The coolest place on the internet, according to this tagline.
AskArchiveFAQ

February 20, 2014
15:14 // 7 months ago
January 25, 2014

Stuff you may have missed: January 25, 2014

The prime minister of Ukraine wants the protests in the country to end so badly that he’s offered opposition leaders government posts. It’s not enough; the protesters are sticking with it.

The Coca-Cola company had a bunch of laptops stolen by a former employee with something a little extra still on the devices: The personal information of 74,000 people. Oops.

Speaking of data breaches, if you’re crafty and a regular Michaels customer, check your credit card statements.

It’s not often that a sitting president splits from his first lady while in office, but that’s what’s happening in France right now.

Teaching 101: Don’t bring marijuana-laced food to a school potluck.

23:02 // 7 months ago
November 14, 2013
In an unprecedented move, the French newspaper Libération ran an entire issue without photos today, placing them instead in the back spread so people can see the art that’s missing. Its reason? It was trying to draw attention to the plight of photojournalists worldwide—timing the issue around Paris Photo, the world’s largest photography fair. “It’s not a wake, we’re not burying the photographic art […] Instead we give photography the homage it deserves,” the paper explains. “Yet, no one can ignore the calamitous situation press photographers now find themselves in, especially war photographers who risk their lives while barely making a living.”
Your move, Chicago Sun-Times.

In an unprecedented move, the French newspaper Libération ran an entire issue without photos today, placing them instead in the back spread so people can see the art that’s missing. Its reason? It was trying to draw attention to the plight of photojournalists worldwide—timing the issue around Paris Photo, the world’s largest photography fair. “It’s not a wake, we’re not burying the photographic art […] Instead we give photography the homage it deserves,” the paper explains. “Yet, no one can ignore the calamitous situation press photographers now find themselves in, especially war photographers who risk their lives while barely making a living.”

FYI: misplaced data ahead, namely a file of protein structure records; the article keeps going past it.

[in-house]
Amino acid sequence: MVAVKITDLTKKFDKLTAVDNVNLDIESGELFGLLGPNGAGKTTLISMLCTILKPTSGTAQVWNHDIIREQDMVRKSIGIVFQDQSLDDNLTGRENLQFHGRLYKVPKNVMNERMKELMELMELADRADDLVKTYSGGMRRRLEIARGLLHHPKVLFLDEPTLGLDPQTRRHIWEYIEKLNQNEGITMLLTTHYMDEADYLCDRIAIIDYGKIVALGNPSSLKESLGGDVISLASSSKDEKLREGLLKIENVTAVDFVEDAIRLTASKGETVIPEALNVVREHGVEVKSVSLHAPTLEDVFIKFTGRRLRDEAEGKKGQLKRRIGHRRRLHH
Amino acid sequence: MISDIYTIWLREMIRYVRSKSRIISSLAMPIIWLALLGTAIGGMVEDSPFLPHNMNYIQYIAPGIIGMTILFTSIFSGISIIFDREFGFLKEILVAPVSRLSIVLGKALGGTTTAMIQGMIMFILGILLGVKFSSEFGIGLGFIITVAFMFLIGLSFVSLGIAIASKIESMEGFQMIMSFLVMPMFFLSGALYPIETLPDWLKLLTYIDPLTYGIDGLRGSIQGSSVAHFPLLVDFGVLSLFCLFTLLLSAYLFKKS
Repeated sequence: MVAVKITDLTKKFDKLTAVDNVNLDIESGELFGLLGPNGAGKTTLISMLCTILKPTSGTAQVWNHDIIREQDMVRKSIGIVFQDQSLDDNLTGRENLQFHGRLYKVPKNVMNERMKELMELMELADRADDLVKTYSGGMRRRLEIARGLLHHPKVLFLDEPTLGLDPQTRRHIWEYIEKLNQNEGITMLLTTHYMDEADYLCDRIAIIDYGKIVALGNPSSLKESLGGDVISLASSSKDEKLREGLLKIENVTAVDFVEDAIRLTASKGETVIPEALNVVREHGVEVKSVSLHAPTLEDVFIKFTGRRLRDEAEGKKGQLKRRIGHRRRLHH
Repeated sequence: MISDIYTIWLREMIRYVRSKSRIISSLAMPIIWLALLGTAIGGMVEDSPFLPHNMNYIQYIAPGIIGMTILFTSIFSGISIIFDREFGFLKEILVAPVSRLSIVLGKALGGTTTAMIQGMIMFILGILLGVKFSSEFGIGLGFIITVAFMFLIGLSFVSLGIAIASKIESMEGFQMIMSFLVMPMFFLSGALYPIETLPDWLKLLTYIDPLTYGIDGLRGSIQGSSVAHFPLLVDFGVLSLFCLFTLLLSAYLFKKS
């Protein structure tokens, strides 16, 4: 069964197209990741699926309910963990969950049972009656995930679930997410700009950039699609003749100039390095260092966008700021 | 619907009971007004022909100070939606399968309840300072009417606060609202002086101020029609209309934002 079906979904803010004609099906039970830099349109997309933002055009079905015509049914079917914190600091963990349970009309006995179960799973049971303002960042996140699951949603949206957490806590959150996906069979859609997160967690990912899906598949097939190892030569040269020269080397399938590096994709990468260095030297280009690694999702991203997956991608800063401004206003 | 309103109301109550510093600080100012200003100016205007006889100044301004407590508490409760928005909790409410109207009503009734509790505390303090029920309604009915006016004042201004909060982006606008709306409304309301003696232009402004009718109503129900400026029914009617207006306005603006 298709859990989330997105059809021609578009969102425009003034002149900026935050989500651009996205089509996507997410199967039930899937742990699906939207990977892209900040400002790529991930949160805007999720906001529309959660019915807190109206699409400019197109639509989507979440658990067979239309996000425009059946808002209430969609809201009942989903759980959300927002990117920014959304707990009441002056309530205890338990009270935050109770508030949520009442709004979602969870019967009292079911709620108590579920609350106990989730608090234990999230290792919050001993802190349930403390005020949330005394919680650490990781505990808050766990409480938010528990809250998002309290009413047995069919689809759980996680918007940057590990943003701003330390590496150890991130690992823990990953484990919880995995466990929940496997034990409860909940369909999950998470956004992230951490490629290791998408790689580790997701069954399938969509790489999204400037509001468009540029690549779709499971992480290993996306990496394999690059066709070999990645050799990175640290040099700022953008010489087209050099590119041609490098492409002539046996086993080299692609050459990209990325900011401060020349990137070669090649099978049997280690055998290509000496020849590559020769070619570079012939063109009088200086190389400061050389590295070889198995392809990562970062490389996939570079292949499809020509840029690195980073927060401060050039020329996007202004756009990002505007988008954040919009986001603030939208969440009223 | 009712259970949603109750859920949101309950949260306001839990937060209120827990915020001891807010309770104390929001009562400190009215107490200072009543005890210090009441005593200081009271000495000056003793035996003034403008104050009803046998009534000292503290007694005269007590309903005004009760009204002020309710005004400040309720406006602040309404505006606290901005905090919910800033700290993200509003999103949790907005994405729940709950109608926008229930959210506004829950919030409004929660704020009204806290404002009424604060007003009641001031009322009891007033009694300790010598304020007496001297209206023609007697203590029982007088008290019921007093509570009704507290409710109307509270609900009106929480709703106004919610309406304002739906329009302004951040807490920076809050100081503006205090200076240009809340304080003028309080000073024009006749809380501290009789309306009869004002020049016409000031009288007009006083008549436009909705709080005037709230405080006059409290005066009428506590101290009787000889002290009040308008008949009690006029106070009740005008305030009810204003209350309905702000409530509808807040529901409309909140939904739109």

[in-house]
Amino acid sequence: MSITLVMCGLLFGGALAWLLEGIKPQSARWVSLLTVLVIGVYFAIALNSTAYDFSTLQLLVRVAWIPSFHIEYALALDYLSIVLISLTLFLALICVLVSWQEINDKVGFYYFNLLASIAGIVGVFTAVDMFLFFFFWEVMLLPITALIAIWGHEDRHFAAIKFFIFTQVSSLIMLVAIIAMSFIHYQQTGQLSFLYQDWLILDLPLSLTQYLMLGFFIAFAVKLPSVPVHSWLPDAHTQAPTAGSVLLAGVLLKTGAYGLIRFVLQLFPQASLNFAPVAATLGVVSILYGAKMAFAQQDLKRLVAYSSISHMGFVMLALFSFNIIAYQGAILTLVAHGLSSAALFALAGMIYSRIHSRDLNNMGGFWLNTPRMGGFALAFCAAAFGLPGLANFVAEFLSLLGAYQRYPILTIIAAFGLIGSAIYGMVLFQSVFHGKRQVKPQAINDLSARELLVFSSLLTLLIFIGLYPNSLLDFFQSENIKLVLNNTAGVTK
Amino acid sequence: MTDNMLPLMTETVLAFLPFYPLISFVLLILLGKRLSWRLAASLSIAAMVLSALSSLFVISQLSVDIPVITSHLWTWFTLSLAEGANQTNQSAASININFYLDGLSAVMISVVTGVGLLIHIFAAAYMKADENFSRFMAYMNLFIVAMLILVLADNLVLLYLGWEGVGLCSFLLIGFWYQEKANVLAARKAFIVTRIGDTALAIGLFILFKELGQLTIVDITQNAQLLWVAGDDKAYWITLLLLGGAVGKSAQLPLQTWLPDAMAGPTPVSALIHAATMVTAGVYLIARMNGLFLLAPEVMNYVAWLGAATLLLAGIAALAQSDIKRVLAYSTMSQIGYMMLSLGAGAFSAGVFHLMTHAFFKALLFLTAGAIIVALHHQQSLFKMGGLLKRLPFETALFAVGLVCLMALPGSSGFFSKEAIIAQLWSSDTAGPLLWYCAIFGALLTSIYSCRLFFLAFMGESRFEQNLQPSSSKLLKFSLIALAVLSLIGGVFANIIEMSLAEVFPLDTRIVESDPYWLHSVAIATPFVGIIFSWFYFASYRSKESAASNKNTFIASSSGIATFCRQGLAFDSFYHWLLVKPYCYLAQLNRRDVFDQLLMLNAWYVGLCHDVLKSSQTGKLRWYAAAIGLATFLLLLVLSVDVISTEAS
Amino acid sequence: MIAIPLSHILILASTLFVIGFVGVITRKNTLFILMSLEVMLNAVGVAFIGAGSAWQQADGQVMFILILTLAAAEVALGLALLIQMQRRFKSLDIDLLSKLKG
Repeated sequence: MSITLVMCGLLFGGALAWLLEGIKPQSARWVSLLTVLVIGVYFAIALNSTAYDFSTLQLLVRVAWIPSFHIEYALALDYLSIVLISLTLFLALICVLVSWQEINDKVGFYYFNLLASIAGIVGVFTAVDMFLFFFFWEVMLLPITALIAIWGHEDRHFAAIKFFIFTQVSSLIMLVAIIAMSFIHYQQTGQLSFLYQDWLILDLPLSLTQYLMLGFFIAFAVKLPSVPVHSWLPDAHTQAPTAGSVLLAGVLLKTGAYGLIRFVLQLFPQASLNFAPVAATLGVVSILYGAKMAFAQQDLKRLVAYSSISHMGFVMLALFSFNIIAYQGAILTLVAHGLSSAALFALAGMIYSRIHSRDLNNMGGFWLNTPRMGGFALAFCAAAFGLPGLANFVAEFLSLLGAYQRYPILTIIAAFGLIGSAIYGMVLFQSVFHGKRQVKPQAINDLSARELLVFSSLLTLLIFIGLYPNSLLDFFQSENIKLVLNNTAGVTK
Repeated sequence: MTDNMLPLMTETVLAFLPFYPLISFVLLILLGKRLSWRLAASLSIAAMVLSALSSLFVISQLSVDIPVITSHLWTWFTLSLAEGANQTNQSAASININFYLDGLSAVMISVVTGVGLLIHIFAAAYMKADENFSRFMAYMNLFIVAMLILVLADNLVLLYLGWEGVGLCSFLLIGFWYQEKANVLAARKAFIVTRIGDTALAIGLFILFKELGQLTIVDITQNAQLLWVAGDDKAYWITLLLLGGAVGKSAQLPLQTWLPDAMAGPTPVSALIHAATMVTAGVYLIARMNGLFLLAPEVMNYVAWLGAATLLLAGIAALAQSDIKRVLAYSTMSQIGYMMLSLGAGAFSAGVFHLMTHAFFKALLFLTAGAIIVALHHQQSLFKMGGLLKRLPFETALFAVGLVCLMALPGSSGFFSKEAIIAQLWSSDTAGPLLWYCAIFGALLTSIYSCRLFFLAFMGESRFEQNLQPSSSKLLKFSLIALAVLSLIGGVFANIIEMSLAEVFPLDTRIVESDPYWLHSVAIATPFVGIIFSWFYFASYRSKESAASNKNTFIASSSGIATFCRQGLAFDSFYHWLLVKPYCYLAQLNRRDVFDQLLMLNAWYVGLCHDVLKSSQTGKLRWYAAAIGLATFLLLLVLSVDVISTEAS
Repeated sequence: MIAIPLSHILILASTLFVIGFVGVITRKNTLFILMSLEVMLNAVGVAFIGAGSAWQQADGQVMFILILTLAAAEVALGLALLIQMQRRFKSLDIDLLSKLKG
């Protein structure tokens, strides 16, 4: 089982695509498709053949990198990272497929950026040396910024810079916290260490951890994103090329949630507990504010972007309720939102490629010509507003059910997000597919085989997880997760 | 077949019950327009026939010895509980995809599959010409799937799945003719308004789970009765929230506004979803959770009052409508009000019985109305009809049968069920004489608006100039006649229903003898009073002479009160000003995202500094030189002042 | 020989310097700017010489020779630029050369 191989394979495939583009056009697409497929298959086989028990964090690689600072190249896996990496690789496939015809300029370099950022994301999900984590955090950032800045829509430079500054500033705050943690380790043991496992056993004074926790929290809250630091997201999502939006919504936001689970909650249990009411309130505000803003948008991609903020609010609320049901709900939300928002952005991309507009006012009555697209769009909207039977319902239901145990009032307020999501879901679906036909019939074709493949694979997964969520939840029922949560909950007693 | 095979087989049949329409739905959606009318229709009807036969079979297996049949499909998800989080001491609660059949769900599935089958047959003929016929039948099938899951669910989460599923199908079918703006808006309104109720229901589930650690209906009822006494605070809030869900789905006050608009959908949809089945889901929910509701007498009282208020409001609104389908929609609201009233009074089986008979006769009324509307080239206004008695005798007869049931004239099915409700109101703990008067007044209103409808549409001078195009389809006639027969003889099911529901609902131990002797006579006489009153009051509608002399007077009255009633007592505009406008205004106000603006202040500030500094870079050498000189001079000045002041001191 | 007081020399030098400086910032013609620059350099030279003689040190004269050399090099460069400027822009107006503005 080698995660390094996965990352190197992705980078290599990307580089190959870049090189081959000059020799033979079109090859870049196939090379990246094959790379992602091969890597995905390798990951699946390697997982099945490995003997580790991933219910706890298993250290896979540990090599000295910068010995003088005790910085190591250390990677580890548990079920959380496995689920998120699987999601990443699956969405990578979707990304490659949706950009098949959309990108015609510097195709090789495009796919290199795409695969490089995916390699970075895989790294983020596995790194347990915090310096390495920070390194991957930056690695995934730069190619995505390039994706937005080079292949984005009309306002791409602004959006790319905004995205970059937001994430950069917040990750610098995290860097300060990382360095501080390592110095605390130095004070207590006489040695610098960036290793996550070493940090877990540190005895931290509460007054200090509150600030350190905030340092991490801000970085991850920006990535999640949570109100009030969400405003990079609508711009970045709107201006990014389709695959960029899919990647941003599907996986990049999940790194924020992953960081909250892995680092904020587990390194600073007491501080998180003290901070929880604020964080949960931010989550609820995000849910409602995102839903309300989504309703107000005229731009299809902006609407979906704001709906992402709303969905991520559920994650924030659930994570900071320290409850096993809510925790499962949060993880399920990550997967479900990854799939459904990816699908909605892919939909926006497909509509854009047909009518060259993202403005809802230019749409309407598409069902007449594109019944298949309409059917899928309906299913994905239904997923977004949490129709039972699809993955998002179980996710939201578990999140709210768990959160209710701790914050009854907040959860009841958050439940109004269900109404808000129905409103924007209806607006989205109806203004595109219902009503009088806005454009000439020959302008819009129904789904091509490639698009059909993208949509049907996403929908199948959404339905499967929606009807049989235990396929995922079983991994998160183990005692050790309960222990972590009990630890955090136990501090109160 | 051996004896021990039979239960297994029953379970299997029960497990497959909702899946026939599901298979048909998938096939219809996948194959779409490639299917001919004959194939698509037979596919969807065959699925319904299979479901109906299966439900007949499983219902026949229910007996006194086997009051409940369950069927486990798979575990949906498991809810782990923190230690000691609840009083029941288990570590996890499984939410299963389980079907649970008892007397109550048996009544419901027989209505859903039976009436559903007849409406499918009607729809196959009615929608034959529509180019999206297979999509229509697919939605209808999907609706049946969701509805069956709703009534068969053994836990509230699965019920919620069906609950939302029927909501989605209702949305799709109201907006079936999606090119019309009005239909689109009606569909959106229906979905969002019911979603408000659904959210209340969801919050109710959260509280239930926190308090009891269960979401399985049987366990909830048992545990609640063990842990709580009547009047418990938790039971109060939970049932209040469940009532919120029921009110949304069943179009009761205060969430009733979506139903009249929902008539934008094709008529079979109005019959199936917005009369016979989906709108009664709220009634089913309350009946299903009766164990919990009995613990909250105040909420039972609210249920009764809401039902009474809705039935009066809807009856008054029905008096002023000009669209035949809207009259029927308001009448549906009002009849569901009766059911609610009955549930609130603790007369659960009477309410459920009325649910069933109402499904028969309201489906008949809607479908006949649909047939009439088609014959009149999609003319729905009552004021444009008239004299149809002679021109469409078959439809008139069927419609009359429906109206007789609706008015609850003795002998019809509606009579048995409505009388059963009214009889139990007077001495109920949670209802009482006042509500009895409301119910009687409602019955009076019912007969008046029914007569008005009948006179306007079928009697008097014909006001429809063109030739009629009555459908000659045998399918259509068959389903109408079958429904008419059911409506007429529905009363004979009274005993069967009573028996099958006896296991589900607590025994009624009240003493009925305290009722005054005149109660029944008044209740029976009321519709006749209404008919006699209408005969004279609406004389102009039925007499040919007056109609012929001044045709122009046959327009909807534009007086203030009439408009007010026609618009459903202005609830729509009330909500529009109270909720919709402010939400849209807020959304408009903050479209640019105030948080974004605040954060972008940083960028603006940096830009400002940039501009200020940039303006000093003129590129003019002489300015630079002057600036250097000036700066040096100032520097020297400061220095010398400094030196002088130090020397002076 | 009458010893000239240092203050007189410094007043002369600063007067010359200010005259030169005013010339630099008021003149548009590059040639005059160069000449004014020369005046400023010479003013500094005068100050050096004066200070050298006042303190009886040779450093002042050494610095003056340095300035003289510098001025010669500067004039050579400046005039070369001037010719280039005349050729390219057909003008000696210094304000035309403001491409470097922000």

Your move, Chicago Sun-Times.

21:56 // 10 months ago
November 10, 2013
A lot of concrete progress has been achieved, but some differences remain.
European Union foreign policy chief Catherine Ashton said after Iran nuclear talks in Geneva. No deal was reached after much hope there would be one last night. All participating parties will reconvene November 20th for continued talks. 
12:00 // 10 months ago
November 8, 2013
I believe it is possible to reach an understanding or an agreement before we close these negotiations (Friday) evening.
Iranian foreign minister and chief nuclear negotiator, Javad Zarif • Discussing the odds of a nuclear deal between the U.S. and Iran before the end of the week. U.S. Secretary of State John Kerry and French Foreign Minister Laurent Fabius are heading to Geneva today to talk nuclear deals today.
9:33 // 10 months ago
November 1, 2013
nprfreshair:

nprbooks: